1. Secret Group Controlling World – this conspiracy proposes that a secret group called the Iluminati has been really controlling the world and is looking to create a one world government. Their end-goal is supposedly to create the New World Order, which will dissolve national boundaries and people’s identities, while allowing for total authoritarian control.
A version of this theory also sees other groups in a similar position of world domination – the Freemasons, the Jewish people, the Bilderberg Group or the “globalists” that are often invoked in rightwing media outlets like Alex Jones and Breitbart News. President Trump himself mentions “globalists” and invokes fighting against insidious “elites” as a battle cry for his base.
2. President Obama Wasn’t Born in the U.S. and May Be a Secret Muslim – this untrue proposition was famously championed by the current President Donald Trump. The theory that Obama was actually born in Kenya and is not a natural-born citizen (and thus ineligible for U.S. Presidency) was used to delegitimize President Obama.
Despite Obama producing a long-form birth certificate to placate the doubters, showing that he was born in Hawaii to a Kenyan father and an American mother, 72% of Republicans in a 2016 NBC News/SurveyMonkey poll still expressed skepticism about the President’s place of birth.
President Obama’s long-form birth certificate.
Another aspect of this conspiracy alleges that Obama is actually a Muslim, although he is a very well-documented Christian. This idea is fueled by Obama living with his Muslim father as a baby and speaks to the anti-Muslim fears stoked by politicians and talkshow hosts.
3. The Attacks on 9/11 Were an Inside Job – a community of “truthers” has emerged around the idea that the terrorist attacks on 9/11 were actually orchestrated by the U.S. government. They believe the Bush administration had advanced knowledge of the attacks and allowed them to happen so they could invade Iraq and advance their agenda.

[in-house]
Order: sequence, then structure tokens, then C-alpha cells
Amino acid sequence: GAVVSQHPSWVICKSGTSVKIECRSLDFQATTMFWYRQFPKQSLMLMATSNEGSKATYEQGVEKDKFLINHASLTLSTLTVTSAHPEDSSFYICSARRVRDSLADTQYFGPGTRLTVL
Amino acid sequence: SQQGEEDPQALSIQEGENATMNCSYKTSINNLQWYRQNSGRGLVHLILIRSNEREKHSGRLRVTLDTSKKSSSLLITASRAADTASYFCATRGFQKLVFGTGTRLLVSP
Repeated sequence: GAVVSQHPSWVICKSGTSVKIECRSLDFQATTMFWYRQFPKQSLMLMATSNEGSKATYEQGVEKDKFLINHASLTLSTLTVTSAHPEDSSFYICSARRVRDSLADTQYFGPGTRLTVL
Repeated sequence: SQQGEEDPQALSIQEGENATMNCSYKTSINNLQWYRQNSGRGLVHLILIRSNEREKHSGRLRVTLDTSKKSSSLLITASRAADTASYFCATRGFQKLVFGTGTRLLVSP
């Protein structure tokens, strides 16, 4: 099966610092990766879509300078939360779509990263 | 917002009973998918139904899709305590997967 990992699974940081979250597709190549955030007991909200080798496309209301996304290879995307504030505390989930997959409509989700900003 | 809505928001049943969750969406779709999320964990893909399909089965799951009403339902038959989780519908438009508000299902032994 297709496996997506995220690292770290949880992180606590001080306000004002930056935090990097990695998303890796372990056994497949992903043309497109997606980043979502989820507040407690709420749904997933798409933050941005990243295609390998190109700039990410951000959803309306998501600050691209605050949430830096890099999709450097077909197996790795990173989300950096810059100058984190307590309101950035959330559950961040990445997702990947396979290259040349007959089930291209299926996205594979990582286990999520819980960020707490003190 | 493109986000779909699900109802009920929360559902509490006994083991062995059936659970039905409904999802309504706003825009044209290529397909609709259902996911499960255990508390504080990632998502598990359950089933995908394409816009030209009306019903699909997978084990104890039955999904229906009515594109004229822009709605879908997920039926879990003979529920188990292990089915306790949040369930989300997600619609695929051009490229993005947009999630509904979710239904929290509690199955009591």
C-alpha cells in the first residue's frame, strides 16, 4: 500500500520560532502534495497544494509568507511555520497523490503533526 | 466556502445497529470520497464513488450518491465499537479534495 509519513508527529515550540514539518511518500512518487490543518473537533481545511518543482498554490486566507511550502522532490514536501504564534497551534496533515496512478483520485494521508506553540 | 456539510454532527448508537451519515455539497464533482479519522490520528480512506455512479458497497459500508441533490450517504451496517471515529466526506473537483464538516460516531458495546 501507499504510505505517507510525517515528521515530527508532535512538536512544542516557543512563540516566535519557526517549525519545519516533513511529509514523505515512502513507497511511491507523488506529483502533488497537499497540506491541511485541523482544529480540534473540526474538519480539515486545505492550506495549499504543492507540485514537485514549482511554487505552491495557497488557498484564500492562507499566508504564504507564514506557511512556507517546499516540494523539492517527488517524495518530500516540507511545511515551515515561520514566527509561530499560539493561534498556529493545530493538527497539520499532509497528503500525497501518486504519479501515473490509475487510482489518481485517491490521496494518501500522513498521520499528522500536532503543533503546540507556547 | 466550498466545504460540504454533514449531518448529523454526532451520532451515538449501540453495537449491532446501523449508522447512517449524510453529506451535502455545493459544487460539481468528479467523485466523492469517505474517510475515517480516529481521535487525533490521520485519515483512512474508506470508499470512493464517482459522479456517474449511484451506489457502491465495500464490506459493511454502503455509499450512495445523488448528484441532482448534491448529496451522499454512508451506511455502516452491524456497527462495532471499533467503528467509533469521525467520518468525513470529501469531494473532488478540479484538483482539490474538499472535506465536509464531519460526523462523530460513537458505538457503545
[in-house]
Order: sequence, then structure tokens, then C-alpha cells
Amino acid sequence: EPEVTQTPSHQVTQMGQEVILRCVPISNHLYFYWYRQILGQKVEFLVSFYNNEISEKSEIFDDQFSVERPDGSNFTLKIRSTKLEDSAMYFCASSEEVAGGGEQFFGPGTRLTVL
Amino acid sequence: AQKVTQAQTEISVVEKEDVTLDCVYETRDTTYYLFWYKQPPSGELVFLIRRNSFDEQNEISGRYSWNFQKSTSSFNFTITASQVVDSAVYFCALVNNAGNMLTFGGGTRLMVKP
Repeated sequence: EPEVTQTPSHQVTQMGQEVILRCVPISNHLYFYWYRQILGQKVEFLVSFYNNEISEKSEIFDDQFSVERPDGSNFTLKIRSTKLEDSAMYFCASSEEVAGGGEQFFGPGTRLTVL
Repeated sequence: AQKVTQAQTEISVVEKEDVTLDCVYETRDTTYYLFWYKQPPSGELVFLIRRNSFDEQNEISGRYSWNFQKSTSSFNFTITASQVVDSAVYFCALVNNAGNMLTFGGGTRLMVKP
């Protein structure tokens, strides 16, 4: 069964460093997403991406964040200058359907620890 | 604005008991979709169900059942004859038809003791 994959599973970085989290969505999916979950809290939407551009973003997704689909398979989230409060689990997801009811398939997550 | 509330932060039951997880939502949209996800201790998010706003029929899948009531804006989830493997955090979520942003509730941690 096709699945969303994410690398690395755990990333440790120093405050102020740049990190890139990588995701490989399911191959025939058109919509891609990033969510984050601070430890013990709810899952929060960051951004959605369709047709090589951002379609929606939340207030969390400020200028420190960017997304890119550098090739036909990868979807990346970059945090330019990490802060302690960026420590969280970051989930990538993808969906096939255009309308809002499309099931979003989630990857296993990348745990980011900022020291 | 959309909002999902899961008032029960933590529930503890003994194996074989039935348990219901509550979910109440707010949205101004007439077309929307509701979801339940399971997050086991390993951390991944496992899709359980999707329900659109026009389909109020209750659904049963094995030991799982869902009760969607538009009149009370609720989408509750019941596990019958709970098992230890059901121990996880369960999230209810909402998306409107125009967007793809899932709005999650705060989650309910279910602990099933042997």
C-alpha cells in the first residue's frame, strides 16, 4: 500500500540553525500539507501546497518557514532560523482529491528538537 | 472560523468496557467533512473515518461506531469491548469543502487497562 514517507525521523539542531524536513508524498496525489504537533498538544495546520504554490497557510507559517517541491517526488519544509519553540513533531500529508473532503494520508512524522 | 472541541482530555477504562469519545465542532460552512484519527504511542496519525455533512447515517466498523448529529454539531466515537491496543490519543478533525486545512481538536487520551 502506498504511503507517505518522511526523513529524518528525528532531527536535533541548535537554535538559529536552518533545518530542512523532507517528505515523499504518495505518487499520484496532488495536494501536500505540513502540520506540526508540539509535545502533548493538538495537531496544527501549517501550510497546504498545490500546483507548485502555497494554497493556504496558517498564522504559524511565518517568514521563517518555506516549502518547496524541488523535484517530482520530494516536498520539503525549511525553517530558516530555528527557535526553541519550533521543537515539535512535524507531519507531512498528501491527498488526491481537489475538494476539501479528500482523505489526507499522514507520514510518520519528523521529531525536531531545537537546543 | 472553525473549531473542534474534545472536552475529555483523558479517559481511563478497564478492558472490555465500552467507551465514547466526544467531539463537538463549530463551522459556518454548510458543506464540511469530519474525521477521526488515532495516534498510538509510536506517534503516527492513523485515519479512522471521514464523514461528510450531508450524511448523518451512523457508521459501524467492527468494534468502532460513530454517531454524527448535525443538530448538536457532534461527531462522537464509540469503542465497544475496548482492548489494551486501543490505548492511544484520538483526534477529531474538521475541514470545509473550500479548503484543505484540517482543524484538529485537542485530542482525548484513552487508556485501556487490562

The “truthers” claim that jet fuel from the planes was not enough to melt the steel beams of the World Trade Center towers, which were actually brought down by a controlled demolition.
This theory was, of course, widely debunked but continues to live on. One reason for the idea’s longevity is that historical facts did prove that the war in Iraq was justified using incorrect information about the supposed existence of weapons of mass destruction.
4. Lizard People aka “Reptilians” Are Running the World – this is a very sci-fi variation on secret groups controlling us, famously championed by David Icke, a professional conspiracy theorist from Britain, who is also a big player in the “truther” movement. The idea also has support from 12 million Americans, according to a 2013 national survey.
What they believe is that the top echelon of our government is actually controlled by shape-shifting reptilian aliens, who have been lording power over humans to make them into mindless slaves for their own purposes.
Photo taken 17 January 2005 in Amsterdam, of an iguana’s head. (Photo credit: GABRIEL BOUYS/AFP/Getty Images)
5. JFK Assassination
51% of Americans believed that there was a conspiracy behind the assassination of President John F. Kennedy in a large national survey in 2013. The popularity of this particular theory stems from the horrific murder in 1963 of President Kennedy and the subsequent lack of a clear, satisfying explanation for who was really behind it.
While the shooter Lee Harvey Oswald got the official blame, parties as divergent as the CIA, KGB, or the mob have been implicated in the public consciousness. The particulars of the theory focus on analyzing whether there was just one gunman and if more shots were fired than officially claimed.
Photo: Jacqueline Kennedy, Edward Kennedy and Robert Kennedy stand as the coffin of President John Fitzgerald Kennedy passes them. (Photo by Keystone/Getty Images)